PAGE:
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Abraham Lincoln, Volume 1 (of 2) by Herndon

If General Cass went in advance of me picking whortleberries


near a quarter of a century? Has he no acquaintance with the ample military coat-tail of General Jackson? Does he not know that his own party have run the last five Presidential races under that coat-tail? and that they are now running the sixth under the same cover? Yes, sir, that coat-tail was used not only for General Jackson himself, but has been clung to with the grip of death by every Democratic candidate since. You have never ventured, and dare not now venture from under it. Your campaign papers have constantly been 'Old Hickory's,' with rude likenesses of the old general upon them; hickory poles and hickory brooms your never-ending emblems. Mr. Polk himself was 'Young Hickory,' 'Little Hickory,' or something so; and even now your campaign paper here is proclaiming that Cass and Butler are of the 'Hickory stripe.' No, sir, you dare not give it up. Like a horde of hungry ticks, you have stuck to the tail of the Hermitage lion to the end of his life; and you are still sticking to it, and drawing a loathsome sustenance from it, after he is dead. A fellow once advertised that he had made a discovery by which he could make a new man out of an old one and have enough of the stuff left to make a little yellow dog. Just such a discovery has General Jackson's popularity been to you. You not only twice made Presidents of him out of it, but you have enough of the stuff left to make Presidents of several comparatively small men since; and it is your chief reliance now to make still another.

"Mr. Speaker, old horses and military coat-tails, or tails of any sort, are not figures of speech such as I would be the first to introduce into discussion here; but as the gentleman from Georgia has thought fit to introduce them, he and you are welcome to all you have made or can make by them.

"If you have any more old horses, trot them out; any more tails, just cock them and come at us. I repeat, I would not introduce this mode of discussion here; but I wish gentlemen on the other side to understand that the use of degrading figures is a game at which they may find themselves unable to take all the winnings. [A voice 'No, we give it up.'] Aye! you give it up, and well you may; but for a very different reason from that which you would have us understand. The point--the power to hurt--of all figures consists in the truthfulness of their application; and, understanding this, you may well give it up. They are weapons which hit you, but miss us.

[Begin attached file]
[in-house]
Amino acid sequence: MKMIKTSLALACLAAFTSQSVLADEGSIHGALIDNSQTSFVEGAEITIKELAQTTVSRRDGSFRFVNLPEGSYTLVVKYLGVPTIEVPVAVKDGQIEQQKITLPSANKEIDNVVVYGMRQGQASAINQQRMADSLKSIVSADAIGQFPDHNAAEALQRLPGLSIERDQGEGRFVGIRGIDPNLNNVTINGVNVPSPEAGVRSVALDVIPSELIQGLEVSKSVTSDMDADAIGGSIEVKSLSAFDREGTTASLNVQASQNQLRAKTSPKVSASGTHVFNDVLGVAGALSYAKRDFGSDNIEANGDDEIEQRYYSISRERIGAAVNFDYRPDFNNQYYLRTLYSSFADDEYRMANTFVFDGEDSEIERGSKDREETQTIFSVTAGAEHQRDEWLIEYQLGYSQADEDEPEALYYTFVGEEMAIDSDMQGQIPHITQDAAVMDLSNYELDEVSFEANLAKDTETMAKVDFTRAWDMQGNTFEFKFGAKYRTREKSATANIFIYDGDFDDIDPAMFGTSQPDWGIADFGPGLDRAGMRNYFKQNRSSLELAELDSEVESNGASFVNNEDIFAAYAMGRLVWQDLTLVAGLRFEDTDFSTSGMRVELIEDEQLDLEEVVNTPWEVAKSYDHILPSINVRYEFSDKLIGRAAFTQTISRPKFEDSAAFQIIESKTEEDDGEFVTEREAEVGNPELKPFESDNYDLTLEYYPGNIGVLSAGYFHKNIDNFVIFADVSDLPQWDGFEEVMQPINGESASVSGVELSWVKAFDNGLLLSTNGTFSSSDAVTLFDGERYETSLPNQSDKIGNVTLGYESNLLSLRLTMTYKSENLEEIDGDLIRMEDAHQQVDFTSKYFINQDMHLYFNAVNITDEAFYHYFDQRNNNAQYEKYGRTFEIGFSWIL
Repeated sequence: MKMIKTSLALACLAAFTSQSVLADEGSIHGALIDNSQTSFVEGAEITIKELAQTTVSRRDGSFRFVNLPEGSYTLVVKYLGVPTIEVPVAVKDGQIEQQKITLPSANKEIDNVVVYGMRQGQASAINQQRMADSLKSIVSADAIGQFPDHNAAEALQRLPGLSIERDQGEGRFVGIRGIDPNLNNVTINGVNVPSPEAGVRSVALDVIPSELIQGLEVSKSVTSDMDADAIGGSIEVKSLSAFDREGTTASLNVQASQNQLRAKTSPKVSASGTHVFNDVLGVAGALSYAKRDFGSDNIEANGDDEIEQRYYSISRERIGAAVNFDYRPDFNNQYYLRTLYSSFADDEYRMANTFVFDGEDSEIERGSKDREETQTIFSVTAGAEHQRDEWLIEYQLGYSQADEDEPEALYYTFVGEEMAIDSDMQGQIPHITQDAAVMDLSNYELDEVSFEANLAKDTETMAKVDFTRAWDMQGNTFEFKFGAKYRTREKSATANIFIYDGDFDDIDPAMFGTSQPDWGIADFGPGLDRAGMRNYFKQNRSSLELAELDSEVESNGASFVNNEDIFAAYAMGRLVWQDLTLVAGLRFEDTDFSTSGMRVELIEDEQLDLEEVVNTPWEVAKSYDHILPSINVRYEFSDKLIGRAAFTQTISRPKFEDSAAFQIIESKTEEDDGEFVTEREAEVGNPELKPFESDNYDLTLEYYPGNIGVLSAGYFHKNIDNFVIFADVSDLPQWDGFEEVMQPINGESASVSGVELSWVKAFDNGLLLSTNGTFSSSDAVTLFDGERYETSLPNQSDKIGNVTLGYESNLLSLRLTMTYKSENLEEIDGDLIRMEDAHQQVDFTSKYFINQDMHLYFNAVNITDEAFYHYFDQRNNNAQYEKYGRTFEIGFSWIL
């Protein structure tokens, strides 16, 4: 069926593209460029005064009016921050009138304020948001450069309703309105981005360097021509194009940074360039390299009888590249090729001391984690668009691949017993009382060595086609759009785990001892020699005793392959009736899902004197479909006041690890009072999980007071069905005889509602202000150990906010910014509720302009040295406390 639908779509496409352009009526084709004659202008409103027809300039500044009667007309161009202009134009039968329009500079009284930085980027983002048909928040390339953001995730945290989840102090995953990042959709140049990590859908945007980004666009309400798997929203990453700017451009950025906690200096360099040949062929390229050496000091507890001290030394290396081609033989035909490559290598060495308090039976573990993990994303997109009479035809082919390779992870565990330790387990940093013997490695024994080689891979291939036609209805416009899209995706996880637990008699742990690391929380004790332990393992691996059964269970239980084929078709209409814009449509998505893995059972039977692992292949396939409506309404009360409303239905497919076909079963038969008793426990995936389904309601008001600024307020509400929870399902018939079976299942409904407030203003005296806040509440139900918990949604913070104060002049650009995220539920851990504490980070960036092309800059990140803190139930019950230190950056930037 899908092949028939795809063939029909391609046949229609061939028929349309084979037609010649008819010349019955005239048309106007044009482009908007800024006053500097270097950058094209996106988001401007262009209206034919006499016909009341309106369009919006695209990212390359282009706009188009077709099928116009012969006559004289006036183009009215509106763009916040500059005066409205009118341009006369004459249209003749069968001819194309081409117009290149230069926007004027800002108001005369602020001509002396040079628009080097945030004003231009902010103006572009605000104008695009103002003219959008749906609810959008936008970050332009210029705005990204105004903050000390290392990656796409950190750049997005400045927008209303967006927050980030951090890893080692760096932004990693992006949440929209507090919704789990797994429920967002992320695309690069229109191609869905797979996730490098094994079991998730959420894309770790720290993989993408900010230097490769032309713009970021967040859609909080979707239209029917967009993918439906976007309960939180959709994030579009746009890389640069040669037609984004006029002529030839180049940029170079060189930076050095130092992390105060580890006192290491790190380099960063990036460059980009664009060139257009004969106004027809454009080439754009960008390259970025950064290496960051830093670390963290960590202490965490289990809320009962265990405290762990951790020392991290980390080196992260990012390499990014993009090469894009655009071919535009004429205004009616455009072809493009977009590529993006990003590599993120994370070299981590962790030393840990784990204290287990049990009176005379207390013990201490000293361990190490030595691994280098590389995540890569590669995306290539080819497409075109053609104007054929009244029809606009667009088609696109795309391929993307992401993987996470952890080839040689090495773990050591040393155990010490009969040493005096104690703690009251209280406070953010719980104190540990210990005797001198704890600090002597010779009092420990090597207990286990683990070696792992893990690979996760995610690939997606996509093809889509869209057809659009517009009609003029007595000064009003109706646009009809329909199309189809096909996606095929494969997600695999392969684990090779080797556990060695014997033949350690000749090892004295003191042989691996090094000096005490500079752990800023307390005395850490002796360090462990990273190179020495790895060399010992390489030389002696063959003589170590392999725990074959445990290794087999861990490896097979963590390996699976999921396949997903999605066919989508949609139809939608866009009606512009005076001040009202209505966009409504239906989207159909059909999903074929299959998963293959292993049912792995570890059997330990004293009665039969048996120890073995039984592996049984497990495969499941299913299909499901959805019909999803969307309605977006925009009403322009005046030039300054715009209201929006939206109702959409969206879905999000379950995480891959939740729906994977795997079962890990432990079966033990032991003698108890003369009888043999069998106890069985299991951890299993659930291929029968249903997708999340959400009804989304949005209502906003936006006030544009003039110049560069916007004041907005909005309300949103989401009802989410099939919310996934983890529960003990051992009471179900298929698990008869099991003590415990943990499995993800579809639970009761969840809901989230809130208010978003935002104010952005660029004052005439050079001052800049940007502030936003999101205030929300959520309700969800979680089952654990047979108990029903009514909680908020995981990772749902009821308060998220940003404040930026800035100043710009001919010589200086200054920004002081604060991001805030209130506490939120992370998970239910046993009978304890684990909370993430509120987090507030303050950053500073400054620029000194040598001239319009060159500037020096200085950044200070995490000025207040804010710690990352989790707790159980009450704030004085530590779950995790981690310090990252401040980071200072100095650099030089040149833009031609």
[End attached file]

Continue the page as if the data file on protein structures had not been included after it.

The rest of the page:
"But in my hurry I was very near closing on this subject of military tails before I was done with it. There is one entire article of the sort I have not discussed yet; I mean the military tail you Democrats are now engaged in dove-tailing on to the great Michigander. Yes, sir, all his biographers (and they are legion) have him in hand, tying him to a military tail, like so many mischievous boys tying a dog to a bladder of beans. True, the material is very limited, but they are at it might and main. He invaded Canada without resistance, and he outvaded it without pursuit. As he did both under orders, I suppose there was to him neither credit nor discredit; but they are made to constitute a large part of the tail. He was not at Hull's surrender, but he was close by; he was volunteer aid to General Harrison on the day of the battle of the Thames; and as you said in 1840 Harrison was picking whortleberries two miles off while the battle was fought, I suppose it is a just conclusion with you to say Cass was aiding Harrison to pick whortleberries. This is about all, except the mooted question of the broken sword. Some authors say he broke it: some say he threw it away; and some others, who ought to know, say nothing about it. Perhaps it would be a fair historical compromise to say if he did not break it, he did not do anything else with it.

"By the way, Mr. Speaker, did you know I am a military hero? Yes, sir, in the days of the Black Hawk war, I fought, bled, and came away. Speaking of General Cass's career, reminds me of my own. I was not at Stillman's defeat, but I was about as near it as Cass was to Hull's surrender; and, like him, I saw the place very soon afterward. It is quite certain I did not break my sword, for I had none to break, but I bent my musket pretty badly on one occasion. If Cass broke his sword, the idea is, he broke it in desperation; I bent the musket by accident. If General Cass went in advance of me picking whortleberries, I guess I surpassed him in charges upon the wild onions. If he saw any live fighting Indians, it was more than I did, but I had a good many bloody struggles with the mosquitos; and, although I never fainted from loss of blood, I can truly say I was often very hungry. Mr. Speaker, if ever I should conclude to doff whatever our Democratic friends may suppose there is of black-cockade Federalism about me, and, thereupon they shall take me up as their candidate for the Presidency, I protest that they shall not make fun of me as they have of General Cass by attempting to write me into a military hero."


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